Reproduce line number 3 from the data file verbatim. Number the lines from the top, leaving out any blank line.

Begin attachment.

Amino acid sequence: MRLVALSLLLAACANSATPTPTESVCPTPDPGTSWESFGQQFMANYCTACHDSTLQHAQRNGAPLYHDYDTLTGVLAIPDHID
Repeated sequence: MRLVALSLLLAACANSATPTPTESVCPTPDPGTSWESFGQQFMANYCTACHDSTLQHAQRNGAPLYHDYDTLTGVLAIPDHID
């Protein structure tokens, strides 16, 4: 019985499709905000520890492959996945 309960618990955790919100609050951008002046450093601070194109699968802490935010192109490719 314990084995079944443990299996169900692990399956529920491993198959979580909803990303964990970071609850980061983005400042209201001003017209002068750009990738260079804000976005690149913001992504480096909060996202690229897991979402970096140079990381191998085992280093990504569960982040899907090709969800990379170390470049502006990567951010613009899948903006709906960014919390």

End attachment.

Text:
């Protein structure tokens, strides 16, 4: 019985499709905000520890492959996945 309960618990955790919100609050951008002046450093601070194109699968802490935010192109490719 314990084995079944443990299996169900692990399956529920491993198959979580909803990303964990970071609850980061983005400042209201001003017209002068750009990738260079804000976005690149913001992504480096909060996202690229897991979402970096140079990381191998085992280093990504569960982040899907090709969800990379170390470049502006990567951010613009899948903006709906960014919390």